Michael McConville, one of Ms McConville’s 10 children who were orphaned after the notorious Belfast murder in 1972, made the claim after Sinn Féin leader Gerry Adams told a US TV station the incident is “what happens in war”.
Speaking during an in-depth interview on flagship CBS programme 60 Minutes on Sunday, Mr Adams said the murder of the 38-year-old over disputed suggestions she was passing information to British soldiers was just a grim reality of the Troubles.
While claiming he was not trying to “minimise it”, Mr Adams said “that’s what happens in wars. That’s what American soldiers do, British soldiers do, Irish republican soldiers do. That’s what happens in every single conflict”.
Responding to the comments on RTE’s Morning Ireland yesterday, Mr McConville said if Mr Adams’ suggestion the death is “what happens in war” is correct then the perpetrators took part in a “war crime” and need to be investigated by a war crimes tribunal at the Hague. “If this was a war then the execution and death and burial, the kidnapping of our mother, is a war crime. Ireland is the only place where people are not charged with war crimes. All around the world, if this happened people would have been brought to justice for a war crime.
“Gerry Adams is a hypocrite. If this had happened to an IRA family and 10 children were left orphaned would he say the same thing? I don’t think so,” he said.
Gerry Adams on Jean McConville - this is "what happens in war".— Eunan McConville (@eunanmcconville) April 6, 2015
Jean McConville's son, Michael, on @bbcgmu - "then this was a war crime".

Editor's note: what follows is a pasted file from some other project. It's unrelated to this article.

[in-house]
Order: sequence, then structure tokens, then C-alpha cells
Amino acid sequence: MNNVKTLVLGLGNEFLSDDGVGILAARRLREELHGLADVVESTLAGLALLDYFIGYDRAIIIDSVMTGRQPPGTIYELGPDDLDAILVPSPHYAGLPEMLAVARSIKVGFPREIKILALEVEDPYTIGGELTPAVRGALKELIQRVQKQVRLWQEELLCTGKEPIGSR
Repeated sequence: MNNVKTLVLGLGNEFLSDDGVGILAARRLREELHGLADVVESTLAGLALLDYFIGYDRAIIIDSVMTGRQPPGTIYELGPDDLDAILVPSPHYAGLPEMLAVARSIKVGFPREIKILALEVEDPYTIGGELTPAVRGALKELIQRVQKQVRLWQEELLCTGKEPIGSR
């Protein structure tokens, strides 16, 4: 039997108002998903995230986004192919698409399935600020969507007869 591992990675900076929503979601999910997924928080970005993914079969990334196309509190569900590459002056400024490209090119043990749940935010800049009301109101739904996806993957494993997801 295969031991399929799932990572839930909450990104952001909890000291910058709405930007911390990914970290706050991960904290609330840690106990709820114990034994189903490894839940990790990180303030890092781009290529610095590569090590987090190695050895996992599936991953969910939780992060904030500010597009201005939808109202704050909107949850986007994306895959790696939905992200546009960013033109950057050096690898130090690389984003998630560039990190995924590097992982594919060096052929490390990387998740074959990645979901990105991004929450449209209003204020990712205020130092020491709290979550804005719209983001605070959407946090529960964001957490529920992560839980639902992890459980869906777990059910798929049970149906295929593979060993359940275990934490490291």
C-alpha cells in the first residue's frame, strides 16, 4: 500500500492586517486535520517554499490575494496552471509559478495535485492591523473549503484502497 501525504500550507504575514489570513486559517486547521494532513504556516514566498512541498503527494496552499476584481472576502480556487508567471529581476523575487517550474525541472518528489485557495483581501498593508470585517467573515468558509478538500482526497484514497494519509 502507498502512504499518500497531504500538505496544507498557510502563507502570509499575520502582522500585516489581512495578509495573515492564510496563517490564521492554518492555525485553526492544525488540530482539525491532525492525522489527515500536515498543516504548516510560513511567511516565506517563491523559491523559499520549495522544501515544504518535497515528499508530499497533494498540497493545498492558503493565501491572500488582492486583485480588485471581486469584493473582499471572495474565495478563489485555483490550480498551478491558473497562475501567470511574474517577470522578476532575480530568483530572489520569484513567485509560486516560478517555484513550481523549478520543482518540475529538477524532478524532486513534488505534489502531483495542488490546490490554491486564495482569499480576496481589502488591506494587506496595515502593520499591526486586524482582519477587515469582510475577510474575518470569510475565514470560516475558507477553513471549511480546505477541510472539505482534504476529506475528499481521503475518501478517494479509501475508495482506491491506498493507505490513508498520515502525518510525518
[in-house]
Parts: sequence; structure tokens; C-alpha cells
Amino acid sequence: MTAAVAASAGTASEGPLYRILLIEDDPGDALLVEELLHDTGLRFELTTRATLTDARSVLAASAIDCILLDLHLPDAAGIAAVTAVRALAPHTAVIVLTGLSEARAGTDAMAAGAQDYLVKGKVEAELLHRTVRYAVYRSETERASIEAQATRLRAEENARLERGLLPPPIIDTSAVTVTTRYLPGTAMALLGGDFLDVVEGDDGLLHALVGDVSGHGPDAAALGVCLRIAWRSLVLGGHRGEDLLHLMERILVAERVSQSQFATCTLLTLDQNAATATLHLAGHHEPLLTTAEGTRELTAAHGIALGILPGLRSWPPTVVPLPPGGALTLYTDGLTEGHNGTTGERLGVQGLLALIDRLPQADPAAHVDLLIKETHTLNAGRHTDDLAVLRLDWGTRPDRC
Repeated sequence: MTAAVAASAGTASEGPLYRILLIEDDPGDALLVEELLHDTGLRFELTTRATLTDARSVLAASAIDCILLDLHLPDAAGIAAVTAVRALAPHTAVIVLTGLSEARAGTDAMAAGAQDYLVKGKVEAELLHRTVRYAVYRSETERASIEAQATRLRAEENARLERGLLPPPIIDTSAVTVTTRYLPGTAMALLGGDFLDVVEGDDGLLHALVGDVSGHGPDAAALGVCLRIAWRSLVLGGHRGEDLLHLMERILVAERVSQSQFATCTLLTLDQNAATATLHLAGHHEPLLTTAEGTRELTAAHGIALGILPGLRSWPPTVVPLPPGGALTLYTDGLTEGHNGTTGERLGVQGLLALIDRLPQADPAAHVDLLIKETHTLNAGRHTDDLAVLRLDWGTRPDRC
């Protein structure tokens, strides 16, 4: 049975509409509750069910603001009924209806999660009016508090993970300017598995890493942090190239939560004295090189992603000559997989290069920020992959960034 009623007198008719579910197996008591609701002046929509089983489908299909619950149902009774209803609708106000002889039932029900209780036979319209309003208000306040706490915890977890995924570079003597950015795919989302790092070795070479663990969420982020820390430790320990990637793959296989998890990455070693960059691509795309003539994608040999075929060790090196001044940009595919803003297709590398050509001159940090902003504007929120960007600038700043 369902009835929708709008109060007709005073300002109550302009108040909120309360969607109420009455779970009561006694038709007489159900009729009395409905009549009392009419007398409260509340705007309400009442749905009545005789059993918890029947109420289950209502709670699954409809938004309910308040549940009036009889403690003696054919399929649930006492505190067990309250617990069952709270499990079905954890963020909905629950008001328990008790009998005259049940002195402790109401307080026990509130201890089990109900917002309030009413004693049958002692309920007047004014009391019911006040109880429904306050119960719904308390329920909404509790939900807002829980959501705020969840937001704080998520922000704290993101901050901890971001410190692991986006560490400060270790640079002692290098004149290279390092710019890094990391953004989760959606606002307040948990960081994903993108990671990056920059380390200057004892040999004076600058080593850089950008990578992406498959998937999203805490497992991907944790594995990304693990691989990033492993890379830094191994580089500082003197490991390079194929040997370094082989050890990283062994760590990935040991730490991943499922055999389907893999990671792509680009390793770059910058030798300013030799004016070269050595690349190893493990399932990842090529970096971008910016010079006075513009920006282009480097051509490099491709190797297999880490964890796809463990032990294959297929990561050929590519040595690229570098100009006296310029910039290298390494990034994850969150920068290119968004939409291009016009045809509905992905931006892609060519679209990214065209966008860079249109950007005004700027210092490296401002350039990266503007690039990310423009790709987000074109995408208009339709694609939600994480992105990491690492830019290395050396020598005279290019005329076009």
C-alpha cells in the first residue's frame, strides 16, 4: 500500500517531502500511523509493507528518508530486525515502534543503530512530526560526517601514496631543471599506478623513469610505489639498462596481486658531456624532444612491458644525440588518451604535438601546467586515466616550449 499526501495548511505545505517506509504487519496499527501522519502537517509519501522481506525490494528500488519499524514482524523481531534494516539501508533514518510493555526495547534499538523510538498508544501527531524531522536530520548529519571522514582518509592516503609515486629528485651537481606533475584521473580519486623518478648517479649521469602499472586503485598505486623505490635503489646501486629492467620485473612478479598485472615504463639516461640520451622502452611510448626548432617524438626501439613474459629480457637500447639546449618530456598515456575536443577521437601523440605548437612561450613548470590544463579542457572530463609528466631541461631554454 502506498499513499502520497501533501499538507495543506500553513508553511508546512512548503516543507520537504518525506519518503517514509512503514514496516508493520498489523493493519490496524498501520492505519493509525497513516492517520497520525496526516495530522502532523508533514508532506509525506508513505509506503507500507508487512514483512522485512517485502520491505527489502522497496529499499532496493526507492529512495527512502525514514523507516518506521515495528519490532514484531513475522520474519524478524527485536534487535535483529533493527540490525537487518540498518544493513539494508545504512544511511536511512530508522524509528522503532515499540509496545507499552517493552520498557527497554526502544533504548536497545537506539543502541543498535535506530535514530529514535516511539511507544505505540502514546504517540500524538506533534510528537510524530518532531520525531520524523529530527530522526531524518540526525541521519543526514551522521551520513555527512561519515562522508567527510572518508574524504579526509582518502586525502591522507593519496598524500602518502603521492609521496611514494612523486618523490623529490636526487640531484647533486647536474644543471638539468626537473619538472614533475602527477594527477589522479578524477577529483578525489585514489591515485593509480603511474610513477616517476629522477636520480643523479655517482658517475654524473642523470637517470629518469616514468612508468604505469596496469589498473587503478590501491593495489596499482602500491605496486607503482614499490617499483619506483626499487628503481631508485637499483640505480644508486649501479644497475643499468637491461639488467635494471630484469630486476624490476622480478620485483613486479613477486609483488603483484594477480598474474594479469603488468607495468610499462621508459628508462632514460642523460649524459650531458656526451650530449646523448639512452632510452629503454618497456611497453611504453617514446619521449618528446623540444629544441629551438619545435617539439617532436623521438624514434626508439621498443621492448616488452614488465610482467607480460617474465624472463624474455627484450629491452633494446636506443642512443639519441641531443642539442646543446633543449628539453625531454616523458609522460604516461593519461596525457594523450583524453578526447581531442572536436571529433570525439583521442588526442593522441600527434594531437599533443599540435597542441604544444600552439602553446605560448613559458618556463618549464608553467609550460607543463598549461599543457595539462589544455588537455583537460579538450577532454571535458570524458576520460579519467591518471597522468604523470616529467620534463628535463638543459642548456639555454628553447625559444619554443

When asked to comment on Mr Adams’s insistence during the CBS interview his “hands are clean”, that he was not a member of the provisional IRA and played no role in the woman’s death, Mr McConville added: “Gerry Adams was telling lies. He knew everything that was happening with the IRA. Gerry Adams was a leading figure, Brendan Hughes [a former senior member of the IRA who in a Boston College interview before his death accused Mr Adams of ordering Ms McConville’s murder] said Gerry Adams gave the order to kill our mother.
”Everybody knows he was in the IRA. The only person who didn’t know was Gerry Adams.”
While it is unlikely any case will be brought to the Hague, fresh claims — which have been repeatedly denied — that the Sinn Féin leader was connected to one of the most notorious deaths during the Troubles after recent controversy over the cover-up of abuse cases are likely to cause concern for the party as it seeks to grow its support in the polls.
After the Boston College revelations led to the PSNI interviewing a number of people relating to the case, Mr Adams voluntarily attended four days of questioning in April 2014. He was subsequently released without charge due to “insufficient evidence”.